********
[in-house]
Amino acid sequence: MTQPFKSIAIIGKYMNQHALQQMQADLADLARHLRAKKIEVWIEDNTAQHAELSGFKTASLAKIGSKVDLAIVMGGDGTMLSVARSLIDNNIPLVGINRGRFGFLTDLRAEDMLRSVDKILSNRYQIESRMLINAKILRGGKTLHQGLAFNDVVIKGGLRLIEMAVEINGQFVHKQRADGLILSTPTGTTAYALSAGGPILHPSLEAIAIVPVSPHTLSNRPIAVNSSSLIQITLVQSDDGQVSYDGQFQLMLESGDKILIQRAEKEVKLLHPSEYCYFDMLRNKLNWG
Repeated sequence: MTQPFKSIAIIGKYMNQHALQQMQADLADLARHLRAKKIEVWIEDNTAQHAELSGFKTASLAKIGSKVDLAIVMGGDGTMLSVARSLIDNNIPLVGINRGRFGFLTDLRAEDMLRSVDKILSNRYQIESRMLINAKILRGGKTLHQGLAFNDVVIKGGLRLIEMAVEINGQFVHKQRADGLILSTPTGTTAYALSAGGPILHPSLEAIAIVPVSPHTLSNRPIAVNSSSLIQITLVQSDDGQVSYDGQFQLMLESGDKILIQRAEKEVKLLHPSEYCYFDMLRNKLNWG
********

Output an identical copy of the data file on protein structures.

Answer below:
[in-house]
Amino acid sequence: MTQPFKSIAIIGKYMNQHALQQMQADLADLARHLRAKKIEVWIEDNTAQHAELSGFKTASLAKIGSKVDLAIVMGGDGTMLSVARSLIDNNIPLVGINRGRFGFLTDLRAEDMLRSVDKILSNRYQIESRMLINAKILRGGKTLHQGLAFNDVVIKGGLRLIEMAVEINGQFVHKQRADGLILSTPTGTTAYALSAGGPILHPSLEAIAIVPVSPHTLSNRPIAVNSSSLIQITLVQSDDGQVSYDGQFQLMLESGDKILIQRAEKEVKLLHPSEYCYFDMLRNKLNWG
Repeated sequence: MTQPFKSIAIIGKYMNQHALQQMQADLADLARHLRAKKIEVWIEDNTAQHAELSGFKTASLAKIGSKVDLAIVMGGDGTMLSVARSLIDNNIPLVGINRGRFGFLTDLRAEDMLRSVDKILSNRYQIESRMLINAKILRGGKTLHQGLAFNDVVIKGGLRLIEMAVEINGQFVHKQRADGLILSTPTGTTAYALSAGGPILHPSLEAIAIVPVSPHTLSNRPIAVNSSSLIQITLVQSDDGQVSYDGQFQLMLESGDKILIQRAEKEVKLLHPSEYCYFDMLRNKLNWG